State supreme court justice confirms he has been working from outside the country for 3 months
Michigan Supreme Court Justice Richard Bernstein. Photo from the Michigan Judiciary.
Michigan Supreme Court Justice Richard Bernstein has been working from Dubai and Israel for the last three months while he participates in a program to improve cultural understanding of people with disabilities.
Bernstein, who is blind, said he is working full time as a justice, connecting remotely to arguments, while working with a program that is part of the Abraham Accords, signed by Israel, the United Arab Emirates and the United States.
The Michigan Supreme Court has been having remote hearings because of the COVID-19 pandemic.
“I can’t wait to be back in person, but I don’t see why I shouldn’t use this time to do something good,” Bernstein told MLive.com. “If I can get my work done, why would you not take advantage of a unique opportunity that would promote real change?”
Bernstein left Michigan on Jan. 7 and stopped first in Dubai. He has done media interviews, met with government officials, and visited schools as part of the program to raise support for children with disabilities. He also plans to visit military bases in Israel to support people with disabilities being able to serve on bases.
He plans to go to Uzbekistan and possibly some other countries before he returns to Michigan.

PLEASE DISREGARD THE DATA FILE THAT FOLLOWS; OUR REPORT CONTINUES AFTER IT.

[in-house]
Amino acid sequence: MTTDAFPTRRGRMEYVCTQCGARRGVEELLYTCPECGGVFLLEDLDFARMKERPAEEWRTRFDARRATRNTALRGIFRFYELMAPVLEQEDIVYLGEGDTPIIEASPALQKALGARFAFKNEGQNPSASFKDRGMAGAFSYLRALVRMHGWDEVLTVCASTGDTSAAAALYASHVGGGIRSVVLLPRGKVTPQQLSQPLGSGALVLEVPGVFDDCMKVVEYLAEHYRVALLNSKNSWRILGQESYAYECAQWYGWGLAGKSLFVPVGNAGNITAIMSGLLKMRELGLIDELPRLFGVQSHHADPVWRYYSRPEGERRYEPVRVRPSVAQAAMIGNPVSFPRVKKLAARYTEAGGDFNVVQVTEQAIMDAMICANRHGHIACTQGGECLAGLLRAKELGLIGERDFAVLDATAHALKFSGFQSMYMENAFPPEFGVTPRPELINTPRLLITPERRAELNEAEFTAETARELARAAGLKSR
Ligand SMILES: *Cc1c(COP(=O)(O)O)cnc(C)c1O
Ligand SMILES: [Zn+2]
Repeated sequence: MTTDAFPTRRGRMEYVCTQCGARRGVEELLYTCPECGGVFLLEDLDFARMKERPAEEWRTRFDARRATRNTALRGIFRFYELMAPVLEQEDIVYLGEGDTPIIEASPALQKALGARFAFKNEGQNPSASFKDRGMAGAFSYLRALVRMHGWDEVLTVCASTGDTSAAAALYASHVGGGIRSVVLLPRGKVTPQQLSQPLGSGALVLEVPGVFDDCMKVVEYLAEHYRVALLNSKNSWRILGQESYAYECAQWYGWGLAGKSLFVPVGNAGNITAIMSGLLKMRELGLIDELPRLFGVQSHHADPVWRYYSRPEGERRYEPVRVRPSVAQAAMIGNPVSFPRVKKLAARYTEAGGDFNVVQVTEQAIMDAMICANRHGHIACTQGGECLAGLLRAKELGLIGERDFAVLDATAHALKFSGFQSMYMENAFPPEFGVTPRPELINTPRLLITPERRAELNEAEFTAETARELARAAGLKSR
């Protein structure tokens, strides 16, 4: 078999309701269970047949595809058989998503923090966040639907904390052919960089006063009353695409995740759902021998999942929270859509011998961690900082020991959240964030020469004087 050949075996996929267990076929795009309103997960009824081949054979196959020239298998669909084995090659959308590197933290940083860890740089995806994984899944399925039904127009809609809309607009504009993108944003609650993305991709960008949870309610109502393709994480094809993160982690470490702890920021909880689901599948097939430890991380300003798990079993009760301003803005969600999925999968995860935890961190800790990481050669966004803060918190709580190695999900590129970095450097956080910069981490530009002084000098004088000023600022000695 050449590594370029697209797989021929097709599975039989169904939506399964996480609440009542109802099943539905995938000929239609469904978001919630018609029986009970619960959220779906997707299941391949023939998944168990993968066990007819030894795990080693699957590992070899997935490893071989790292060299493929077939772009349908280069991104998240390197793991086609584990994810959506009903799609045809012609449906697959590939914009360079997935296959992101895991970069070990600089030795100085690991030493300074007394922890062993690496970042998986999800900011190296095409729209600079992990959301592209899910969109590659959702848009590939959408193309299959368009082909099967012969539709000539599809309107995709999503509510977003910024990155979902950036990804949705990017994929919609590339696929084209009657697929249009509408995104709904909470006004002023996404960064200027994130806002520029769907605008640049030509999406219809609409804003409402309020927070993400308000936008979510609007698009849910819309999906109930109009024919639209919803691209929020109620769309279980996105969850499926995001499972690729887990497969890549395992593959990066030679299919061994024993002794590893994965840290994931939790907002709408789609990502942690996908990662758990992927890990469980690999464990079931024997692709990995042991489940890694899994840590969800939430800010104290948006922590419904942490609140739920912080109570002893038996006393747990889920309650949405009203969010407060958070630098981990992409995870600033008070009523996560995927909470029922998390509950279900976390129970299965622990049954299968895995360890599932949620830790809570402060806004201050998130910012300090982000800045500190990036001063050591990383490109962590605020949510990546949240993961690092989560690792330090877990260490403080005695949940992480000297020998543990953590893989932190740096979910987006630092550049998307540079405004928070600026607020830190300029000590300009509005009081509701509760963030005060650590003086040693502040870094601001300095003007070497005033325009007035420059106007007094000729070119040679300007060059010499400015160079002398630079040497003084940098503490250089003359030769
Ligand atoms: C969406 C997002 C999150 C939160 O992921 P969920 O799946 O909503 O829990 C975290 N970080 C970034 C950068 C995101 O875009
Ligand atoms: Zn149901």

Bernstein told the Jewish Telegraphic Agency that the UAE officially refers to people with disabilities as “people of determination,” and he appreciates the reference.
Bernstein has not accepted a stipend for his work because the U.S. Constitution’s emoluments clause bars him from accepting money from foreign governments.
“I paid for myself because I care about this issue,” he told MLive.com.
Bernstein doesn’t think a clause in the Michigan Constitution poses a problem for him. It reads, “Whenever a justice or judge removes his domicile beyond the limits of the territory from which he was elected or appointed, he shall have vacated his office.”
Bernstein said he isn’t changing his residency, and he shouldn’t be “torn to shreds” by critics for wanting to do good, according to MLive.com.
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